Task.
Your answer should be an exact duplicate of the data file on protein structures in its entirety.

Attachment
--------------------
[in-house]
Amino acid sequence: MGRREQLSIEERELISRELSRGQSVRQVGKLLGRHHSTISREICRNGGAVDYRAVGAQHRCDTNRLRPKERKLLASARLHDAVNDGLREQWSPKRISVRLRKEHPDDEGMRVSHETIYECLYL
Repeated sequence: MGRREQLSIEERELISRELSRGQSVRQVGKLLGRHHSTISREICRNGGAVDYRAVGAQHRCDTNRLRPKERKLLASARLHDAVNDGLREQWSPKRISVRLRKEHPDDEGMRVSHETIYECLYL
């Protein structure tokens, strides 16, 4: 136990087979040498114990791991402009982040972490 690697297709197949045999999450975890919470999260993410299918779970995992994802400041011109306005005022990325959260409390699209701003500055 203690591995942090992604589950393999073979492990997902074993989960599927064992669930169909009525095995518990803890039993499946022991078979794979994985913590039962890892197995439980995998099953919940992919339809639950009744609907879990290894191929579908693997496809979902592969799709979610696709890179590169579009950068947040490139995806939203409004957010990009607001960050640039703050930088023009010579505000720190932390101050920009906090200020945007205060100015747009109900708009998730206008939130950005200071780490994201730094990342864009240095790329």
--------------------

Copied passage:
[in-house]
Amino acid sequence: MGRREQLSIEERELISRELSRGQSVRQVGKLLGRHHSTISREICRNGGAVDYRAVGAQHRCDTNRLRPKERKLLASARLHDAVNDGLREQWSPKRISVRLRKEHPDDEGMRVSHETIYECLYL
Repeated sequence: MGRREQLSIEERELISRELSRGQSVRQVGKLLGRHHSTISREICRNGGAVDYRAVGAQHRCDTNRLRPKERKLLASARLHDAVNDGLREQWSPKRISVRLRKEHPDDEGMRVSHETIYECLYL
């Protein structure tokens, strides 16, 4: 136990087979040498114990791991402009982040972490 690697297709197949045999999450975890919470999260993410299918779970995992994802400041011109306005005022990325959260409390699209701003500055 203690591995942090992604589950393999073979492990997902074993989960599927064992669930169909009525095995518990803890039993499946022991078979794979994985913590039962890892197995439980995998099953919940992919339809639950009744609907879990290894191929579908693997496809979902592969799709979610696709890179590169579009950068947040490139995806939203409004957010990009607001960050640039703050930088023009010579505000720190932390101050920009906090200020945007205060100015747009109900708009998730206008939130950005200071780490994201730094990342864009240095790329």